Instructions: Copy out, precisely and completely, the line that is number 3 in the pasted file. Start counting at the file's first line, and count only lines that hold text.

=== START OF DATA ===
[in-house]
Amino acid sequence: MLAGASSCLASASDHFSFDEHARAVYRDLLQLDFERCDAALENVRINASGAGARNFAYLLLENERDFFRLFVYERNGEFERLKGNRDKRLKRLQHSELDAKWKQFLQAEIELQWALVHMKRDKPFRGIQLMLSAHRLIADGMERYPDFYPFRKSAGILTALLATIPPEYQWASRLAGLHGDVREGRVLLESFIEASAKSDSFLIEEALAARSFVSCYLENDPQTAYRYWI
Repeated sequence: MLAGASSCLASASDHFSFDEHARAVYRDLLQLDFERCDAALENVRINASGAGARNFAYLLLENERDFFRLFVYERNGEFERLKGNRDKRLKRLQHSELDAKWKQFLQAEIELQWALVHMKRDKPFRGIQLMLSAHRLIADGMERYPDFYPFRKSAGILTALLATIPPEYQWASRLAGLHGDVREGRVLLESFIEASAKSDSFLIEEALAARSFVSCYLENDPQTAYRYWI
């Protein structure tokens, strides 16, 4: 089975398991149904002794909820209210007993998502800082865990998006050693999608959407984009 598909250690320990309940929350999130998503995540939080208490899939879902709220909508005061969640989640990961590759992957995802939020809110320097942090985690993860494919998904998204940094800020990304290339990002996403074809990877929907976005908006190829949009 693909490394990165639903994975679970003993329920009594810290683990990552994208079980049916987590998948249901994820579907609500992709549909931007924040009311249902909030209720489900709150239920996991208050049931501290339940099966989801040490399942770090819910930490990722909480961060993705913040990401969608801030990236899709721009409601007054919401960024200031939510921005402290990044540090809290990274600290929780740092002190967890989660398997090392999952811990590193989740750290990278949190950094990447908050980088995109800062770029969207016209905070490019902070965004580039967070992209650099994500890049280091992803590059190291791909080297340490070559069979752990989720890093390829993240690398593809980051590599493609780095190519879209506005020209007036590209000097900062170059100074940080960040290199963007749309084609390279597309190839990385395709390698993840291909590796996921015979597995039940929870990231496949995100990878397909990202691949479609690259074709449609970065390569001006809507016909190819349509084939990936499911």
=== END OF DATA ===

Repeated sequence: MLAGASSCLASASDHFSFDEHARAVYRDLLQLDFERCDAALENVRINASGAGARNFAYLLLENERDFFRLFVYERNGEFERLKGNRDKRLKRLQHSELDAKWKQFLQAEIELQWALVHMKRDKPFRGIQLMLSAHRLIADGMERYPDFYPFRKSAGILTALLATIPPEYQWASRLAGLHGDVREGRVLLESFIEASAKSDSFLIEEALAARSFVSCYLENDPQTAYRYWI